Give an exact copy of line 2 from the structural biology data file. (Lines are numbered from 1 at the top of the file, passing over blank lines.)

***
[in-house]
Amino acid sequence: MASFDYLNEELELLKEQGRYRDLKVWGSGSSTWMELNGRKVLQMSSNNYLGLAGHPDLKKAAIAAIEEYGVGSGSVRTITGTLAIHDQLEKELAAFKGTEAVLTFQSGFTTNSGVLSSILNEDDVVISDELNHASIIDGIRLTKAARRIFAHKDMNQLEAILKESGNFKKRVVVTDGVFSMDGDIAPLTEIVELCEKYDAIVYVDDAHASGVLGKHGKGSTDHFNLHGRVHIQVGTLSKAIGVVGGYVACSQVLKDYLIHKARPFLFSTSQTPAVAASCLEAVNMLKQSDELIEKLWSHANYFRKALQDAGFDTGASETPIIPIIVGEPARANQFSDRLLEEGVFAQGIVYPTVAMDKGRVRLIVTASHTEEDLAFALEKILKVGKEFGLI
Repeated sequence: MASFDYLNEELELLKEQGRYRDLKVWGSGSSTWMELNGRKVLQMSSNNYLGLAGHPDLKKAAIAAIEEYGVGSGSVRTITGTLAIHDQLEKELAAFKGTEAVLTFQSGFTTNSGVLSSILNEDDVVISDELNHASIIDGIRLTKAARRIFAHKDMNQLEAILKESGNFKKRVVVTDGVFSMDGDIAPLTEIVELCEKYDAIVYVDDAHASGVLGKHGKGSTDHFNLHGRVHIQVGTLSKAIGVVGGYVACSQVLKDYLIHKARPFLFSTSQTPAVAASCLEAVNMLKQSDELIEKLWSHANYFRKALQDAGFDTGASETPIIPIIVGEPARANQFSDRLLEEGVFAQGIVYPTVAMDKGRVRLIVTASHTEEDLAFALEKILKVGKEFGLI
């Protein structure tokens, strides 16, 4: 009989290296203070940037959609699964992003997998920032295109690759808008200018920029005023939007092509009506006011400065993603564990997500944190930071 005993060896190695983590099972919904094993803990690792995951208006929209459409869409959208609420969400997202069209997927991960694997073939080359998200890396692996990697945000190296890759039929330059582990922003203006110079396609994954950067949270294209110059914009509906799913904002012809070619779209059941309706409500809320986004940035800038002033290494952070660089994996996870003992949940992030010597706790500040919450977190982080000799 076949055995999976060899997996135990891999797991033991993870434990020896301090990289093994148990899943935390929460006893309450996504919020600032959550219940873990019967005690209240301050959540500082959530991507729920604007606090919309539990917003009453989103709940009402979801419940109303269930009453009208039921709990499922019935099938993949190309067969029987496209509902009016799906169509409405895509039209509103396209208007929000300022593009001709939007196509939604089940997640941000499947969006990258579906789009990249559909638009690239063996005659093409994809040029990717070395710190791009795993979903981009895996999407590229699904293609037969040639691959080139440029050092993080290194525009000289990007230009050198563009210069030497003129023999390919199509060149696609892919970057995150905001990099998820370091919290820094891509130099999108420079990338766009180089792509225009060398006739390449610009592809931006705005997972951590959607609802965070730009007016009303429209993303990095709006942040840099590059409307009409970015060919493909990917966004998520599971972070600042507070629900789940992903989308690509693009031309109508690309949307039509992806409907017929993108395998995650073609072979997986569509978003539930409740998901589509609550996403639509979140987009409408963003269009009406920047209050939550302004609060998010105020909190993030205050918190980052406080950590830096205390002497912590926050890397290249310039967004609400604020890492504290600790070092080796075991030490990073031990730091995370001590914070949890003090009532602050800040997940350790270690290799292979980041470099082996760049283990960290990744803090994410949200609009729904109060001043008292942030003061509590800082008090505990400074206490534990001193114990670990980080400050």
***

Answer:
Amino acid sequence: MASFDYLNEELELLKEQGRYRDLKVWGSGSSTWMELNGRKVLQMSSNNYLGLAGHPDLKKAAIAAIEEYGVGSGSVRTITGTLAIHDQLEKELAAFKGTEAVLTFQSGFTTNSGVLSSILNEDDVVISDELNHASIIDGIRLTKAARRIFAHKDMNQLEAILKESGNFKKRVVVTDGVFSMDGDIAPLTEIVELCEKYDAIVYVDDAHASGVLGKHGKGSTDHFNLHGRVHIQVGTLSKAIGVVGGYVACSQVLKDYLIHKARPFLFSTSQTPAVAASCLEAVNMLKQSDELIEKLWSHANYFRKALQDAGFDTGASETPIIPIIVGEPARANQFSDRLLEEGVFAQGIVYPTVAMDKGRVRLIVTASHTEEDLAFALEKILKVGKEFGLI